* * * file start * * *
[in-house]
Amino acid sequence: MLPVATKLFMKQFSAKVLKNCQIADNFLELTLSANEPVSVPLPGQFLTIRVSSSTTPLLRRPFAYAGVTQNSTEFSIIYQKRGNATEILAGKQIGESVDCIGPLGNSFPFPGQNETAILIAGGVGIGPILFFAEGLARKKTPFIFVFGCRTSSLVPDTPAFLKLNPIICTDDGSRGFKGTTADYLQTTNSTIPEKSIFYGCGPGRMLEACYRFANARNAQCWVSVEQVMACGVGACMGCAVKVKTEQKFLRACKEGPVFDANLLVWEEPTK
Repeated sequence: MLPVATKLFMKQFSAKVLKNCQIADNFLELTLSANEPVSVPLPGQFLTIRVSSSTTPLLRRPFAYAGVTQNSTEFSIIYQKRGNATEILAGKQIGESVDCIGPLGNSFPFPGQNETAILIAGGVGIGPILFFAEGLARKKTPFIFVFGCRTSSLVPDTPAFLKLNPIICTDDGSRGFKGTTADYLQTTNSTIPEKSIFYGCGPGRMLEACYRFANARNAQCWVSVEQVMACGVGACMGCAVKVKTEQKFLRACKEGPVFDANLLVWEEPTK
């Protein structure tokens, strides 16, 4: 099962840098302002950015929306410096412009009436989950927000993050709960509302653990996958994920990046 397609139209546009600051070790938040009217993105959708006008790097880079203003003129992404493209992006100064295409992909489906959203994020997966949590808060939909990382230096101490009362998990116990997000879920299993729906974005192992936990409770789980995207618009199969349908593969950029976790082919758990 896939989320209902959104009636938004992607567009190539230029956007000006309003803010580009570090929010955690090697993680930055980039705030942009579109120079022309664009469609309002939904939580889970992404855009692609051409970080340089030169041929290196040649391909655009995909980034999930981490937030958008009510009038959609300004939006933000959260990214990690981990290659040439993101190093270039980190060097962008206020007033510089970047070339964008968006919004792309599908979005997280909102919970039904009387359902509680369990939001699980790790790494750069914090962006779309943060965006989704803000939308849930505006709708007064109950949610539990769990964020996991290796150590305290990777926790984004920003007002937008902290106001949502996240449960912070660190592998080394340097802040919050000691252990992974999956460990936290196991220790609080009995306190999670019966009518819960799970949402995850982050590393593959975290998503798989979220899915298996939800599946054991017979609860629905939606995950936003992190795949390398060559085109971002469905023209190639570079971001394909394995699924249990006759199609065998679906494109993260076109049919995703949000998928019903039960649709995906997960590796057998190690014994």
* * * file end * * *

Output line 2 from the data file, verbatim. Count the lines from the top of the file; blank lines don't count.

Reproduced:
Amino acid sequence: MLPVATKLFMKQFSAKVLKNCQIADNFLELTLSANEPVSVPLPGQFLTIRVSSSTTPLLRRPFAYAGVTQNSTEFSIIYQKRGNATEILAGKQIGESVDCIGPLGNSFPFPGQNETAILIAGGVGIGPILFFAEGLARKKTPFIFVFGCRTSSLVPDTPAFLKLNPIICTDDGSRGFKGTTADYLQTTNSTIPEKSIFYGCGPGRMLEACYRFANARNAQCWVSVEQVMACGVGACMGCAVKVKTEQKFLRACKEGPVFDANLLVWEEPTK